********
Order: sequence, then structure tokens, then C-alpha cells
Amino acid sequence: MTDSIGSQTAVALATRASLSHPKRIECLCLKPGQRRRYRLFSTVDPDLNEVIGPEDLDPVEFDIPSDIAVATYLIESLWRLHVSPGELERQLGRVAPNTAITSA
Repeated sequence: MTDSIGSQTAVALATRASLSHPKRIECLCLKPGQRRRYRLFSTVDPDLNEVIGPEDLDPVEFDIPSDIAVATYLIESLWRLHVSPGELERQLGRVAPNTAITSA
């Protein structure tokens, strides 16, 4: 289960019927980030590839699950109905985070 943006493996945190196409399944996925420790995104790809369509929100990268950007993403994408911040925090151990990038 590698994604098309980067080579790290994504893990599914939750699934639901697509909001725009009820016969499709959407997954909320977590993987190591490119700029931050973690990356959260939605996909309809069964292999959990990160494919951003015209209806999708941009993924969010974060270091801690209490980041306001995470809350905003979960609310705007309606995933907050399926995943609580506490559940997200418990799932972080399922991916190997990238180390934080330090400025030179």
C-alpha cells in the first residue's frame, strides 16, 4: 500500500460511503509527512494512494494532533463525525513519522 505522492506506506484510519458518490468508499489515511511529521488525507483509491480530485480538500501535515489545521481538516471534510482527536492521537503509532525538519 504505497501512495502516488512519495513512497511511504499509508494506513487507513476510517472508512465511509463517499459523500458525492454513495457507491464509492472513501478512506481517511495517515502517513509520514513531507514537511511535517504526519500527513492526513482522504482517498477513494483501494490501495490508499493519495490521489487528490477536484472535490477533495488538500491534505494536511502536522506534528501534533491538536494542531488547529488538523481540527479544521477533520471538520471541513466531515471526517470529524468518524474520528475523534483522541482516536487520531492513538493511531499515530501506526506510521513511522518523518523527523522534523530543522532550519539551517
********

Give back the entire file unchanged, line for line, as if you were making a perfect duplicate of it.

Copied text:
Order: sequence, then structure tokens, then C-alpha cells
Amino acid sequence: MTDSIGSQTAVALATRASLSHPKRIECLCLKPGQRRRYRLFSTVDPDLNEVIGPEDLDPVEFDIPSDIAVATYLIESLWRLHVSPGELERQLGRVAPNTAITSA
Repeated sequence: MTDSIGSQTAVALATRASLSHPKRIECLCLKPGQRRRYRLFSTVDPDLNEVIGPEDLDPVEFDIPSDIAVATYLIESLWRLHVSPGELERQLGRVAPNTAITSA
């Protein structure tokens, strides 16, 4: 289960019927980030590839699950109905985070 943006493996945190196409399944996925420790995104790809369509929100990268950007993403994408911040925090151990990038 590698994604098309980067080579790290994504893990599914939750699934639901697509909001725009009820016969499709959407997954909320977590993987190591490119700029931050973690990356959260939605996909309809069964292999959990990160494919951003015209209806999708941009993924969010974060270091801690209490980041306001995470809350905003979960609310705007309606995933907050399926995943609580506490559940997200418990799932972080399922991916190997990238180390934080330090400025030179």
C-alpha cells in the first residue's frame, strides 16, 4: 500500500460511503509527512494512494494532533463525525513519522 505522492506506506484510519458518490468508499489515511511529521488525507483509491480530485480538500501535515489545521481538516471534510482527536492521537503509532525538519 504505497501512495502516488512519495513512497511511504499509508494506513487507513476510517472508512465511509463517499459523500458525492454513495457507491464509492472513501478512506481517511495517515502517513509520514513531507514537511511535517504526519500527513492526513482522504482517498477513494483501494490501495490508499493519495490521489487528490477536484472535490477533495488538500491534505494536511502536522506534528501534533491538536494542531488547529488538523481540527479544521477533520471538520471541513466531515471526517470529524468518524474520528475523534483522541482516536487520531492513538493511531499515530501506526506510521513511522518523518523527523522534523530543522532550519539551517